TABLE 4______________________________________Expansion of RBC ATP pools and blood plasma ATP levels 5hours after intraperitoneal injections of AMP and ATP into mice* Plasma [3 ]ATP levels immediately RBC Plasma after [3 H]adenosineCompound ATP pools+ ATP levels+ incorporation intoadministered mM μM whole blood μM______________________________________Saline 0.81 ± 0.14 0.74 ± 0.14 0.56 ± 0.22Adenosine 1.10 ± 0.24 1.12 ± 0.28 0.77 ± 0.30AMP 1.78 ± 0.32 3.10 ± 0.96 2.86 ± 1.06ATP 2.49 ± 0.42 4.94 ± 1.17 5.75 ± 2.05______________________________________ *Blood was withdrawn into a syringe containing citratedextrose as an anticoagulant. [3 H]Adenosine was taken up by whole blood for 10 seconds and half of the blood sample was immediately spundown for plasma isolation. The other half was used for the isolation of washed RBCs which were resuspended in a volume of Hanks' BSS to yield the original hematocrit before the removal of an aliquot for ATP determination. Plasma [3 ]ATP levels were calculated from the radioactivity of plasma [3 H]ATP after correlation with the specific radioactivity of RBC [3 H]ATP pools which, in turn, were determined by bioluminometry and twodimensional thin layer chromatography. Data represent the means ± S.D. of three separate experiments. + Determined by bioluminometry.
The expansions of RBC ATP pools after i.p. injections of AMP or ATP could be detected 30 minutes after injections and lasted for approximately 6-8 hours after the nucleotides were completely adsorbed across the peritoneal membrane and into the systemic circulation. The rates of adsorption of intraperitoneal AMP or ATP solutions varied in different strains of mice. The increases in RBC ATP pools are comparable to the increases observed in total blood ATP levels after similar i.p. injections of AMP or ATP as illustrated above in Table 3. Adenosine, at levels similar to those of AMP or ATP, is only slightly effective in expanding mouse RBC ATP pools (Table 4). Plasma (extracellular) ATP levels are markedly increased after i.p. administration of AMP or ATP. These plasma ATP levels originate in RBCs since they can be metabolically labeled by [3 H]adenosine. Plasma ATP pools which originate in the dense granules of blood platelets would not be radioactively labeled under the same conditions (e.g., Holmsen, 1985, Seminars in Hematol, 22, 219-240). The experiments described in Tables 4 and 5 include uptake of [3 H]adenosine by whole blood (Table 4) or isolated washed RBCs (Table 5 below). In both cases, all the extracellular ATP, determined seconds after the uptake of [3 H]adenosine, is metabolically labeled.
TABLE 5__________________________________________________________________________Stability of expanded RBC ATP pools afterintraperitoneal injections of AMP and ATP into mice* Medium (Hanks' BSS) RBC ATP pools+ ATP levels in the [3 H]ATP levels immediately mM medium+ after [3 H]adenosine incor-Compound (37° C.) (min) (Hanks' BSS) poration into isolated,administered 0 120 μM washed RBCs (at time 0) μM__________________________________________________________________________Saline 0.68 0.56 1.10 1.09Adenosine 0.69 0.54 1.71 1.20AMP 1.01 0.86 2.42 1.81ATP 2.52 1.76 4.08 4.93__________________________________________________________________________ *Blood was withdrawn into a syringe containing citratedextrose. Plasma an buffy coat were removed after centrifugation and RBCs were washed with 5 ml of Hanks' BSS. RBCs were resuspended in a volume of Hanks' BSS to yiel the original hematocrit and [3 H]adenosine was taken up by the cells for 10 seconds. An aliquot of the total cell suspension was fixed in 1 ml of trichloroacetic acid and the remaining RBCs suspension was used for th determination of the 120 minute time point or was centrifuged for the isolation of the medium. ATP levels in the media were determined at time 0. Determinations of [3 H]ATP levels in the Hanks' BSS incubation media were identical to determinations performed in blood plasma and whic were described in the footnote to Table 4. Data represent the average of two separate experiments. + Determined by bioluminometry.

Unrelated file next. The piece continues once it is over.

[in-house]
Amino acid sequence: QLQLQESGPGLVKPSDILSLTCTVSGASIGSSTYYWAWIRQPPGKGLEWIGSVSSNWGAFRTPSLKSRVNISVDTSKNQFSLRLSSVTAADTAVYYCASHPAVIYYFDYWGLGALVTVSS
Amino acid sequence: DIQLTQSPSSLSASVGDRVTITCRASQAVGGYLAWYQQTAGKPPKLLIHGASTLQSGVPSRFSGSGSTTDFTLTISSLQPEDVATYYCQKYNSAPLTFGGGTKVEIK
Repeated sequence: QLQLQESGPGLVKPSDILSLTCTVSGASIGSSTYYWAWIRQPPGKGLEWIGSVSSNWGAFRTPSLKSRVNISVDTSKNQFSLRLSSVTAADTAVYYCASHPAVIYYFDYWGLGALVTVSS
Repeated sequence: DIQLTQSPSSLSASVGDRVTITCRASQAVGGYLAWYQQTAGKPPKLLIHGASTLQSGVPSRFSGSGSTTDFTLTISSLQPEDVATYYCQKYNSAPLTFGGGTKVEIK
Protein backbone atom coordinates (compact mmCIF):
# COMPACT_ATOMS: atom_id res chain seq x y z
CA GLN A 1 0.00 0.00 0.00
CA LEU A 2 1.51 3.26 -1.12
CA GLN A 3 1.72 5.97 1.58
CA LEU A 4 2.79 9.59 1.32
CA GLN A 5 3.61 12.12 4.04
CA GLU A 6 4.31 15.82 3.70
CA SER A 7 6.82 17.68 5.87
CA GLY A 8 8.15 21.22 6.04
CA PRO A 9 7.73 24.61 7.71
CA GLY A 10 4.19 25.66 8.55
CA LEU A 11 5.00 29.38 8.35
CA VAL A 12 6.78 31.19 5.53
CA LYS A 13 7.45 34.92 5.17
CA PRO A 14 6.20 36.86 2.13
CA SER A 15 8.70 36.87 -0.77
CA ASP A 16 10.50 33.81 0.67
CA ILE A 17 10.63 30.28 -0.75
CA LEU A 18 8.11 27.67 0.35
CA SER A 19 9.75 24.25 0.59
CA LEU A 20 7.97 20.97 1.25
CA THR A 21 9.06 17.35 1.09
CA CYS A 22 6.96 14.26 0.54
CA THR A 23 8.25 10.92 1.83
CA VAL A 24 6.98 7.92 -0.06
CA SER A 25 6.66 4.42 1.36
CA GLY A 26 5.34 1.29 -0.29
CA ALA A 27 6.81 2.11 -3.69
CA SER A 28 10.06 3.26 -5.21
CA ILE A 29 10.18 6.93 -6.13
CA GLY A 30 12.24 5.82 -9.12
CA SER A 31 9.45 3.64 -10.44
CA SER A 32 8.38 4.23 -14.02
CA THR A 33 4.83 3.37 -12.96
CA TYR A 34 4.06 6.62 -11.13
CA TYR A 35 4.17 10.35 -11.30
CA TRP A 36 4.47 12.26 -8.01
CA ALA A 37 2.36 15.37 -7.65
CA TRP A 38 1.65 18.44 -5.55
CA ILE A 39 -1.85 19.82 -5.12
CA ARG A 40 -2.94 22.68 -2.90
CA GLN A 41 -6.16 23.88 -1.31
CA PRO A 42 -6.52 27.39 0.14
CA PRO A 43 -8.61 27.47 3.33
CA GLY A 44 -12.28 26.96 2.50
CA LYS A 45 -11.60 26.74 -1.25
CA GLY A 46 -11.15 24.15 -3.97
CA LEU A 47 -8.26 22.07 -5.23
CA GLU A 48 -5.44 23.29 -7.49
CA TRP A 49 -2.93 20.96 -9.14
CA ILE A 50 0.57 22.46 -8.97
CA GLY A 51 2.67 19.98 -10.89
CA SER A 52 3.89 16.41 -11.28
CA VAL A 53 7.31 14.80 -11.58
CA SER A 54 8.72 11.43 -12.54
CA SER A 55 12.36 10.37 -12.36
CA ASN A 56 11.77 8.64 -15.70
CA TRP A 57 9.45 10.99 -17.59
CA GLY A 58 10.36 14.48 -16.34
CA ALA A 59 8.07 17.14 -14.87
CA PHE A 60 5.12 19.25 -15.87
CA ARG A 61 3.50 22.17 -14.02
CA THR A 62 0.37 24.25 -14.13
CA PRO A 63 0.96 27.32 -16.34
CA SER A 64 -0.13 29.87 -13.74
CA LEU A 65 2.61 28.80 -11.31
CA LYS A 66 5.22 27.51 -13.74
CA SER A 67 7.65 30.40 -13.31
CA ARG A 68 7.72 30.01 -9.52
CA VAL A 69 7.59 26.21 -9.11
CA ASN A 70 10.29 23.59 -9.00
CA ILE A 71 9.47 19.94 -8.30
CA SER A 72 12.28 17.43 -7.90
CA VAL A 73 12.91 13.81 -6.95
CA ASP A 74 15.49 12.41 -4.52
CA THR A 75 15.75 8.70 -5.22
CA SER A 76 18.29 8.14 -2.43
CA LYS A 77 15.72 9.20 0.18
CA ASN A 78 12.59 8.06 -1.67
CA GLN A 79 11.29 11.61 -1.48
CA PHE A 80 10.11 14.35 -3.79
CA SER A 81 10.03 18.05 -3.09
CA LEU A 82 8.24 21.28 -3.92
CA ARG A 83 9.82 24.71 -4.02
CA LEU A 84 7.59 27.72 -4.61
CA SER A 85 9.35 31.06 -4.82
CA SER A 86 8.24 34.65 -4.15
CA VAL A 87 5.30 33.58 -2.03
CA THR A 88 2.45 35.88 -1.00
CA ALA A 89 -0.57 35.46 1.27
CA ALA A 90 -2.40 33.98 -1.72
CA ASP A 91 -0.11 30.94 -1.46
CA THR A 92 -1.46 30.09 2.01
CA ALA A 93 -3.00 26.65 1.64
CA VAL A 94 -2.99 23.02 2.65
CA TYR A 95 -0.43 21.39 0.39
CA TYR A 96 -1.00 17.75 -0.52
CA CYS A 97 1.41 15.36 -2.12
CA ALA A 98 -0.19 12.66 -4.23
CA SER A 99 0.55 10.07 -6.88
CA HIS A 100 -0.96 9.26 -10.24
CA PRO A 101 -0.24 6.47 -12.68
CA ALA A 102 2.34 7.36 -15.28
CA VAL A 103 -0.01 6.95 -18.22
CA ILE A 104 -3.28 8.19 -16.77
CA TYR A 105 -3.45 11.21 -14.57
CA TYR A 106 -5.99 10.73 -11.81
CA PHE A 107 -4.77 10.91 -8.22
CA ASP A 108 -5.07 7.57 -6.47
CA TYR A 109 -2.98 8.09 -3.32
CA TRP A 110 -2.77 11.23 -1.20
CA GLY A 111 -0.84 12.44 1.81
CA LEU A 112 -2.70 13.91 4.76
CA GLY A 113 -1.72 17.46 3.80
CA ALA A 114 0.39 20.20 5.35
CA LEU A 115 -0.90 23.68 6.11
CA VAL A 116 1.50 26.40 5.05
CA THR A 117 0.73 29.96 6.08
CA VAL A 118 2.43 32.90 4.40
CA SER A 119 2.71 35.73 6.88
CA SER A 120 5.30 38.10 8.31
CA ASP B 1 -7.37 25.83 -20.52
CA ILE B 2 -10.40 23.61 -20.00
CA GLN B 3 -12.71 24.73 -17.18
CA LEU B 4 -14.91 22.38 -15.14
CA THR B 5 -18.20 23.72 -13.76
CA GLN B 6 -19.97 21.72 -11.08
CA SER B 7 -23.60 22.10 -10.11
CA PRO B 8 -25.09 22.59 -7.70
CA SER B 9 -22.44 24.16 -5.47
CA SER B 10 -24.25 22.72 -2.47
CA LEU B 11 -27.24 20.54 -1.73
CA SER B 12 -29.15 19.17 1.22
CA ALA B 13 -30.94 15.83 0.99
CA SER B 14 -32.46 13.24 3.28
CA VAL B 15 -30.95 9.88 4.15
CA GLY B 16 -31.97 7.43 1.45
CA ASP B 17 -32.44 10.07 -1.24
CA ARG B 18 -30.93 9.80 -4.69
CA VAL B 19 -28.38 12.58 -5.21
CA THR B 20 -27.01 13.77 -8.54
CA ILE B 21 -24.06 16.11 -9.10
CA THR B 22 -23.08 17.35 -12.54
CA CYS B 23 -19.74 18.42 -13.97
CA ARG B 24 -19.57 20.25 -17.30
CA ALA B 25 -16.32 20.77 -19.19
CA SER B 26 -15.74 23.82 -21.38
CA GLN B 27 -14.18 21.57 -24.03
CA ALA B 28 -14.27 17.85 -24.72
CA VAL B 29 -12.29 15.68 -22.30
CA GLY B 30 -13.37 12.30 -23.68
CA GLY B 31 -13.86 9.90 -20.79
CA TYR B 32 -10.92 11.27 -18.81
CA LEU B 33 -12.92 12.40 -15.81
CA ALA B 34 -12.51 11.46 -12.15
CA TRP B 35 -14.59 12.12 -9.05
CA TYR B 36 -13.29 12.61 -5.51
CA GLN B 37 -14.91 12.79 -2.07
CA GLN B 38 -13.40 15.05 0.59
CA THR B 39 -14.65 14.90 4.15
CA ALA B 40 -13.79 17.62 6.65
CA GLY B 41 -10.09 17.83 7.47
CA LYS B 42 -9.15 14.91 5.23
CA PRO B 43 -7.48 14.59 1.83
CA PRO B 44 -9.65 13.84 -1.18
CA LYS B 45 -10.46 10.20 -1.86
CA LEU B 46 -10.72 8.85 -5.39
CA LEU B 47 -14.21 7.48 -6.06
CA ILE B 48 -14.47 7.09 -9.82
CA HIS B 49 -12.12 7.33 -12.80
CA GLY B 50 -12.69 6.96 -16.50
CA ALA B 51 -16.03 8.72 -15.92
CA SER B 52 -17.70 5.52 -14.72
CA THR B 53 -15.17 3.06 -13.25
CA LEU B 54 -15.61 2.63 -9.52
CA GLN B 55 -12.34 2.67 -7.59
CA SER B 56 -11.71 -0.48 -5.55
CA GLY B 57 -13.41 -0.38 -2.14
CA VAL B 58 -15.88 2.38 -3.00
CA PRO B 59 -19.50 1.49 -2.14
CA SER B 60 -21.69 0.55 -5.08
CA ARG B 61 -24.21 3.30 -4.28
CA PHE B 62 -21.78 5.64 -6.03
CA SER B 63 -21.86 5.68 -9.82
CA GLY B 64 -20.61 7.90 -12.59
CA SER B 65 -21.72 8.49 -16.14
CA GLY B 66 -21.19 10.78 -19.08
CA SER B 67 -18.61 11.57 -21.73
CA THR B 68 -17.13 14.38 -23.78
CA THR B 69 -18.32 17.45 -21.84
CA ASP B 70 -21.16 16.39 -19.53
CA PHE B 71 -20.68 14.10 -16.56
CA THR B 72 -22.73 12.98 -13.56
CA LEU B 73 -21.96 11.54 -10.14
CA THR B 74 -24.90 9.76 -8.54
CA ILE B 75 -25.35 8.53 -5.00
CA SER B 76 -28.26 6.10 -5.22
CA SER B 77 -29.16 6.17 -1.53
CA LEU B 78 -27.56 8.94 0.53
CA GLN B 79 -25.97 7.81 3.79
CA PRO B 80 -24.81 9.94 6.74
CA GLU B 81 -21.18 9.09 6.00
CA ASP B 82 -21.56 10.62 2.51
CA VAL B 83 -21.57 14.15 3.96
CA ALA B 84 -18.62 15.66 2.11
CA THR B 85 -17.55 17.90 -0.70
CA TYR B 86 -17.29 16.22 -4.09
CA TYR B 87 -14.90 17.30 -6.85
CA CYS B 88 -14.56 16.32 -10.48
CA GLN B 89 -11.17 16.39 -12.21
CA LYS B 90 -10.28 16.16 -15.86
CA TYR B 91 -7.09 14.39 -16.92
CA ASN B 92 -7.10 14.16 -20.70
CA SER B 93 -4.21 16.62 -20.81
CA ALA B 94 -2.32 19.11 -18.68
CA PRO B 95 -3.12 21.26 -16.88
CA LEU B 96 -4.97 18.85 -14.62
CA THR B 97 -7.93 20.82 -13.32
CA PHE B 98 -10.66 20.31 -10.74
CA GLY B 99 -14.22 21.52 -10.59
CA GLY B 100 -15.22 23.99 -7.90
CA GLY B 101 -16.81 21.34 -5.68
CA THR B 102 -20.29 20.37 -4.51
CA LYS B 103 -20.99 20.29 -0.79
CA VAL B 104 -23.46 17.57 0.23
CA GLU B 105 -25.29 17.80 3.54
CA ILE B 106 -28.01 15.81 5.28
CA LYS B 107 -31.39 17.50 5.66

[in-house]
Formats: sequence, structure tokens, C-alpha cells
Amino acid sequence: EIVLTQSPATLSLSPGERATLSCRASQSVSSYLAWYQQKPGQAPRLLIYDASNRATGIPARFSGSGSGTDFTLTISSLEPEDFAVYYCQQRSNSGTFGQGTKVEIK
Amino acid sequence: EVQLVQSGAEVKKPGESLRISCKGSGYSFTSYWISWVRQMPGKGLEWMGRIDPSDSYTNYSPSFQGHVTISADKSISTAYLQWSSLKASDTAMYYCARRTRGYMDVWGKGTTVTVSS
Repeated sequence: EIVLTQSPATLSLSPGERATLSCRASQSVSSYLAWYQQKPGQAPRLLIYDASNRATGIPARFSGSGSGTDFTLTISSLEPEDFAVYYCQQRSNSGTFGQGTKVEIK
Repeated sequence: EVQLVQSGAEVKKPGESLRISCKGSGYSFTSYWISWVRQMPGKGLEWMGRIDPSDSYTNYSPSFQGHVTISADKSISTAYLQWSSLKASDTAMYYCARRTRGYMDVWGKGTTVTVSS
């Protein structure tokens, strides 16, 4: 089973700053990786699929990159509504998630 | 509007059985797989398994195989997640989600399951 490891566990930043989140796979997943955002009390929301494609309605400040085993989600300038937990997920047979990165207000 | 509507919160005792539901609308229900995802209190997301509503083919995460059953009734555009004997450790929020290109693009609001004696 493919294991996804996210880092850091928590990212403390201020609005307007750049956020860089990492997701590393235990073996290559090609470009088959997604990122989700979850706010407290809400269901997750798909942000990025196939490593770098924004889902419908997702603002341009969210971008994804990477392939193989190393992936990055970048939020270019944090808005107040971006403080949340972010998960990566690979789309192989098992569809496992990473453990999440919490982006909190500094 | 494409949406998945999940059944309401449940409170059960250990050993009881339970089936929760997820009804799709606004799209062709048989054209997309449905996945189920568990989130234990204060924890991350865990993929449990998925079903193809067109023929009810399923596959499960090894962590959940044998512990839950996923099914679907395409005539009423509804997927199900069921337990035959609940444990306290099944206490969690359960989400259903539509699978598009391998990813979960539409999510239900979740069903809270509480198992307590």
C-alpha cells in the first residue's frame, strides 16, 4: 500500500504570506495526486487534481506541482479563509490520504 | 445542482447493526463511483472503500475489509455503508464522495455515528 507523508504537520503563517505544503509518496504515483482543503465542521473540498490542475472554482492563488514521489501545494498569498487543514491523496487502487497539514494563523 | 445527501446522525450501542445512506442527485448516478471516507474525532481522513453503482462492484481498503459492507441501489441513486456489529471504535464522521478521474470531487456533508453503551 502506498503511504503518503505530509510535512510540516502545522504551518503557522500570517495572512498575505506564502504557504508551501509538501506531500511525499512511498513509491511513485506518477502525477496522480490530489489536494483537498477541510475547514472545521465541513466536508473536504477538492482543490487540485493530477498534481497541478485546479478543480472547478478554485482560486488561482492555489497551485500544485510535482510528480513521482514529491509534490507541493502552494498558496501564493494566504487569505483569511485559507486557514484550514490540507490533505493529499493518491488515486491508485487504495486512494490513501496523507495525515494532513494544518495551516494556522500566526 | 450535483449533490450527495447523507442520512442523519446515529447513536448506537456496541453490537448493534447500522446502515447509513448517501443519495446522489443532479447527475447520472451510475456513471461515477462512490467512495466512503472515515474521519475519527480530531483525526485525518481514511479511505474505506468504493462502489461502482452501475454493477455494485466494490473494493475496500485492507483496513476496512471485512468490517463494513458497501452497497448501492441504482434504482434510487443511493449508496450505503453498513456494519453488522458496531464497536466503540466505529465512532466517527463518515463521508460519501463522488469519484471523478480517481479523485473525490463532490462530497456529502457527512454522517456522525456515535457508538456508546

The radioactively labeled [3 H]ATP in blood plasma (Table 4) or in the media in which the washed RBCs are suspended (Table 5) show good correlations with the actual ATP levels which are determined by bioluminometry. Therefore, it is concluded that the origin of plasma ATP levels are in the RBC ATP pools. The findings that the ratios of plasma or medium ATP levels to the cellular (RBC) ATP pools increase when RBC ATP pools are expanded suggest that the release of ATP from RBCs into the extracellular compartment is a specific process that is probably not related to hemolysis of RBCs. An equal degree of hemolysis of RBCs during the 40 seconds (10 seconds of labeling and 30 seconds of centrifugation) that elapse from the time of uptake of [3 H]adenosine to the time of isolation and fixation of the extracellular media, would have lead to similar ratios of extracellular to RBC ATP levels for all forms of treatment. Mice injected with AMP or ATP show not only expanded RBC ATP pools, as compared to saline- or adenosine-treated mice, but higher plasma ATP levels relative to their (expanded) RBC ATP pools (Table 4).